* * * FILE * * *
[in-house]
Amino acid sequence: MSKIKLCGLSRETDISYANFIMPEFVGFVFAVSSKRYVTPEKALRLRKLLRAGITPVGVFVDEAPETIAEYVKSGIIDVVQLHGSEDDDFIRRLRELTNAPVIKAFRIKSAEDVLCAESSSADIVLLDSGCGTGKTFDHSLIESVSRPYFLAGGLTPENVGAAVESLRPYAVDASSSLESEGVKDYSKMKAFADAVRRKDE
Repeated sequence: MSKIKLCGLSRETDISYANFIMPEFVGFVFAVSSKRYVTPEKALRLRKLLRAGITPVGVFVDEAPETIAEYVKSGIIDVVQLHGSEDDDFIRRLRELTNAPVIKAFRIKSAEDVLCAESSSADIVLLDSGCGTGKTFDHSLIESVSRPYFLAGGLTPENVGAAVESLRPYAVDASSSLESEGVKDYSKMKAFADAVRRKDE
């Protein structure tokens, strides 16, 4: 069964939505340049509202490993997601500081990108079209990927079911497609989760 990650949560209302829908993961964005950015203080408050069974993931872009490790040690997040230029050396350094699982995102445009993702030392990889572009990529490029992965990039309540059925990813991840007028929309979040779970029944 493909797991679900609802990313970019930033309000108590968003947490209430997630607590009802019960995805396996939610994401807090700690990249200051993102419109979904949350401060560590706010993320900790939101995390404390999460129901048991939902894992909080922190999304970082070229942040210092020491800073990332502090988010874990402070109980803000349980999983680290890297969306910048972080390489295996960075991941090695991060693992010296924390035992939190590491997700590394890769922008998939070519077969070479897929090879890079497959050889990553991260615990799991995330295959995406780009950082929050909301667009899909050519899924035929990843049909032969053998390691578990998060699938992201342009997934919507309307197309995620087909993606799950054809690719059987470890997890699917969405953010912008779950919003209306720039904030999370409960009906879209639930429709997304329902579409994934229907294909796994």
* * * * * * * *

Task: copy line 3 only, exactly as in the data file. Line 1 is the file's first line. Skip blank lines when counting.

Repeated sequence: MSKIKLCGLSRETDISYANFIMPEFVGFVFAVSSKRYVTPEKALRLRKLLRAGITPVGVFVDEAPETIAEYVKSGIIDVVQLHGSEDDDFIRRLRELTNAPVIKAFRIKSAEDVLCAESSSADIVLLDSGCGTGKTFDHSLIESVSRPYFLAGGLTPENVGAAVESLRPYAVDASSSLESEGVKDYSKMKAFADAVRRKDE